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Strike hit Britain

Strike hit Britain


A month of disruption on Britain’s railways has begun with a 48 hour strike affecting thousands of services. What impact will it all have?

A month of disruption on Britain’s railways has begun with a 48 hour strike affecting thousands of services. There are also postal strikes, walkouts by nurses and paramedics and industrial action by workers in a range of other sectors. What impact will it all have?


For pubs and restaurants the latest round of rail strikes aren’t what they need after two years of disruption caused by Covid

“In the new tier 4 areas of south east England it’s off. No household mixing will be allowed over the holidays.”

ITV News clip

Within 48 hours of the government’s announcement on new Covid restrictions this restaurant lost 20 Christmas bookings.”

ITV News clip

In 2020, most people’s Christmas plans were disrupted or cancelled because of Covid restrictions.

In 2021, the fast-spreading Omicron variant had a similar impact as people were forced to isolate themselves over the festive period.

And now strikes look set to scupper people’s plans for a third year in a row.

Over 40,000 members of Network Rail and the fourteen train operating companies will take a series of 48 hour strikes on the 13th and 14th and 16th and 17th of December. And then again on January the 3rd and 4th and the 6th and 7th.”

Mick Lynch announces the RMT strike

The head of the RMT, Mick Lynch, said this morning the unions have a duty to take coordinated action in response to a generalised attack on working people. He was responding to the RMT’s new strike dates announced last night, starting at 6pm on Christmas Eve.”

ITV News clip

Mick Lynch has said a direct meeting with prime minister Rishi Sunak is the only way to end the deadlock over a long running dispute about pay and conditions, but that’s unlikely to happen. 

Government ministers claim that they stay out of negotiations, and that they’ve accepted the recommendations of independent pay bodies.

So that means there’s going to be a lot of disruption in the middle of Christmas party season, on one of the busiest shopping weekends of the year and as many people travel for Christmas.


Last year we had similar with Omicron around, where people were advised not to go out, and basically the whole of Christmas was cancelled.”

Charlie Baker speaking to BBC Radio 4’s PM programme

Charlie Baker runs two pubs in London and spoke to BBC Radio 4’s PM programme.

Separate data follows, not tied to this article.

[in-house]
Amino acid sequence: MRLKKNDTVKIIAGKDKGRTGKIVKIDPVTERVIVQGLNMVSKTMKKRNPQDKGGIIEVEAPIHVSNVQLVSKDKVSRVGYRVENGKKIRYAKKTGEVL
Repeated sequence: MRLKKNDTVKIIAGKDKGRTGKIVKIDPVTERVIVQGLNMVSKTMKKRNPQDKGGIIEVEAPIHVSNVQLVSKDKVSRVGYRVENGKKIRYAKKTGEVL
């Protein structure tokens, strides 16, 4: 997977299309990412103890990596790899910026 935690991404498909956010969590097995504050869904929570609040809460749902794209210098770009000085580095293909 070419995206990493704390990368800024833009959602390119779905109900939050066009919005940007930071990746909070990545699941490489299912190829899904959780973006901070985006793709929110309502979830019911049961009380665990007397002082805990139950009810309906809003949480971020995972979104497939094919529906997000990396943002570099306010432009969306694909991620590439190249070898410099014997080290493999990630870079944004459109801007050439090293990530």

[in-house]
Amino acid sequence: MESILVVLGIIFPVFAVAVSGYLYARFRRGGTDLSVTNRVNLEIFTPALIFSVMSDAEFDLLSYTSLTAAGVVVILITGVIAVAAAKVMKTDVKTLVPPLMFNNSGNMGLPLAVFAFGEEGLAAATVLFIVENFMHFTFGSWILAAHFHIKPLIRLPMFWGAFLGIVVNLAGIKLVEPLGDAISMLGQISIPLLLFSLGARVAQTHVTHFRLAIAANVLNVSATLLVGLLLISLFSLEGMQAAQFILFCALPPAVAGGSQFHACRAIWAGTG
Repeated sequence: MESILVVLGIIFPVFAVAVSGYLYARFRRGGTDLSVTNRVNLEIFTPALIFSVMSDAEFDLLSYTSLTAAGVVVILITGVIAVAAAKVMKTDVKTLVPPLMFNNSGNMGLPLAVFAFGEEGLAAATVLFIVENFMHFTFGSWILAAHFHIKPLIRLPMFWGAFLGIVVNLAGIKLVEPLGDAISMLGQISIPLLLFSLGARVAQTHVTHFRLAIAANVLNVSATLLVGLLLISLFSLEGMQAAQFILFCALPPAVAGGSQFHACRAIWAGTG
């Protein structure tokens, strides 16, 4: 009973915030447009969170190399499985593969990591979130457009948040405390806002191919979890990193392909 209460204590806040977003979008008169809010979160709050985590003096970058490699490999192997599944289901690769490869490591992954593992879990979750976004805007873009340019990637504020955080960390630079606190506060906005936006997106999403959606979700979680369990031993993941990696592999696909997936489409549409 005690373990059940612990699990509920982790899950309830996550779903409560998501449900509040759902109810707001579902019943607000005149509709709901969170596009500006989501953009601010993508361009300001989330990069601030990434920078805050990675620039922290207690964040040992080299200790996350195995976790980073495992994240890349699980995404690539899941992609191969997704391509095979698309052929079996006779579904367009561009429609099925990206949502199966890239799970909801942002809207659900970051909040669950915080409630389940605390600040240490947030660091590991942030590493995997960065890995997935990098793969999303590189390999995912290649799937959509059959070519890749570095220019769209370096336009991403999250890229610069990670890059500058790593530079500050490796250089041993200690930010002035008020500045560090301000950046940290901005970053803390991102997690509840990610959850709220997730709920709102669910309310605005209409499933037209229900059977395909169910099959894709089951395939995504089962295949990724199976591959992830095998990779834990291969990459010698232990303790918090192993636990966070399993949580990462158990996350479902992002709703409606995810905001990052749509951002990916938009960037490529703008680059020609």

We’ve got a large function room above the pubs and a big floorspace and every single table was booked with parties anywhere from 10 to 15 and almost exclusively every single one has cancelled the three or four days that the train strikes are happening. It’s crippling.”

Charlie Baker speaking to BBC Radio 4’s PM programme

UK Hospitality, which represents bars, pubs and restaurants, reckons the rail strikes could cost the industry one and a half billion pounds in lost takings and says cancellation rates are close to last year, when Omicron hit.

That’s bad news for a sector struggling with rising energy costs, 

Here’s Charlie Baker again…

Couple this with projecting forward for next year we’ve got rent rises happening of about 40,00 a year. We’ve got electricity, last month I was quoted rising from 46,000 a year to 175,000, so Christmas is so important.”

Charlie Baker speaking to BBC Radio 4’s PM programme

Of course, strike action is designed to cause disruption. That’s the point. It’s one of the tools workers have if pay negotiations fail and they are designed to put pressure on employers by preventing them from running the service they usually provide. 

The cost of living crisis means that pay is not keeping up with rising prices and many workers are struggling with their own rent increases and energy costs. 

But the government and others argue that this wave of industrial action, which began on the railways and has now spread to many other industries, goes beyond what is justified at a time when a lot of people are feeling the squeeze.


It’s not just the railways that are going to be affected by strikes.

Postal workers, Border Force staff, ground handlers at Heathrow airport, some bus drivers in London, paramedics in England and Wales and nurses in England, Wales and Northern Ireland will all take part in industrial action too.

[Chanting] Thousands of postal workers calling on the boss of Royal Mail to resign. [Cheers] A mass walkout over pay and conditions.”

Channel 5 News clip

The 15th and 20th of December are the dates that members of the Royal College of Nursing will walkout over pay. The biggest strike in NHS history.”

Sky News clip

The nurses strike won’t affect emergency services and it will only impact hospitals where staff voted for action. Wards will have minimal staffing to make sure patients are safe, but it will cause record waiting lists to keep growing as procedures are cancelled.

The government is trying to soften the impact that all of this industrial action will have by coming up with contingency plans… like bringing in soldiers to replace striking Border Force staff… but it’s hard to imagine it will be enough to stop the disruption affecting many people’s lives.

This episode was written by Lewis Vickers and mixed by Hannah Varrall.